Research Confirms We Think Busy Is Better
Why are we still buying into this destructive idea?
There’s an unhealthy trend in the zeitgeist these days, where we view busyness as a status symbol (case in point: the ubiquitous busy-brag). New research, published in the Journal of Consumer Research, confirms that not only do we truly think busy people rank higher on the social ladder, but that the issue might be particularly American.
Researchers from Columbia and Harvard analyzed perceptions of “status in the eyes of others” with participants primarily from Italy and the U.S. While Italians consider living a leisurely life a symbol of status, Americans felt the opposite: Busyness at work was associated with high status. “The more we believe that people have the opportunity for social affirmation based on hard work,” the authors write in a press release about the study, “the more we tend to think that people who skip leisure and work all the time are of higher standing.”
As the press release points out, this is a relatively new phenomenon: Just a generation ago, being able to afford a leisurely life signified success. The researchers explain how today, conspicuous consumption is evolving: It’s no longer about objects, but about time. We used to view goods that high status people could afford as precious or scarce, but now it’s more about the “preciousness and scarcity of individuals,” the study authors say. So when people seem busy, we may see them as “scarce and in demand.”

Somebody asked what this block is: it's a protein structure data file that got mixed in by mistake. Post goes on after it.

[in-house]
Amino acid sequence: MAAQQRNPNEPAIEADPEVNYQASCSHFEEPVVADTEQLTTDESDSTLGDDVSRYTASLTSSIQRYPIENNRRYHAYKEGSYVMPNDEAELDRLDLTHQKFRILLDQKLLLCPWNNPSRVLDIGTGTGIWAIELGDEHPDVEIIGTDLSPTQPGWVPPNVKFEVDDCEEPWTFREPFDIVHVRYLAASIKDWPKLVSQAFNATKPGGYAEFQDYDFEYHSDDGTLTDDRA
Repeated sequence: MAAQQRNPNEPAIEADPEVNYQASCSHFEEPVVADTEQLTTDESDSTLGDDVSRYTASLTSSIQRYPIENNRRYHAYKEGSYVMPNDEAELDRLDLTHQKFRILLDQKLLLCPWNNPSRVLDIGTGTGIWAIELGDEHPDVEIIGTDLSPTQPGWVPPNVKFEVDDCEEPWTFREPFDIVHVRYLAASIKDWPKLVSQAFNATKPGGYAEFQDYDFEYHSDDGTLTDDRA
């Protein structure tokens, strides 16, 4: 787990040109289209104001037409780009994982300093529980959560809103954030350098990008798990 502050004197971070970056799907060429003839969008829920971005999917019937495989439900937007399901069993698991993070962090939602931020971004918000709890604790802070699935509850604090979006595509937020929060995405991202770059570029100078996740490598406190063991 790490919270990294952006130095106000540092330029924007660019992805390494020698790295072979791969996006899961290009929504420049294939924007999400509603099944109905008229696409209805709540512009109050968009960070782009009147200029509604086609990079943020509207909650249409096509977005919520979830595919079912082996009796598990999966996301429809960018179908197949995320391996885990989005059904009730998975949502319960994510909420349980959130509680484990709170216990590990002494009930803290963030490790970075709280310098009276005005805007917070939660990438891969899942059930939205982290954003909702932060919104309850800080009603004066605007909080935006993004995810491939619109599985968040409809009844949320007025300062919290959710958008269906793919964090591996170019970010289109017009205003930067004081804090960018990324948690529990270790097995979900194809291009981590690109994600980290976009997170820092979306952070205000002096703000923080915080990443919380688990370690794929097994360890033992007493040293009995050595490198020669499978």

Another interesting finding: High status was also afforded to people who used delivery services (like getting groceries dropped off) by “virtue of its associations with timesaving and a busy lifestyle” — meaning if you don’t have time to go food shopping, you must be important.
There are a few reasons why these findings are cause for concern. For one, burnout from overwork doesn’t benefit anyone: It’s bad for the economy, workplace productivity and our overall wellbeing. We might also be using “I’m busy” as a synonym for “overwhelmed,” avoiding intimate conversations where we’d have to talk about how we’re really feeling, as this Wall Street Journal article suggests. Finally, glorying overwhelming busy people just perpetuates the problem, as we all look to these unhealthy lifestyles for inspiration.
Ultimately, associating leisure with laziness, and an overbooked schedule with success, is a destructive mentality. Taking time to unplug and rest (even in small ways, like disconnecting from work email after hours or taking a few minutes in the morning to meditate) benefits everyone.
Read more about the study here.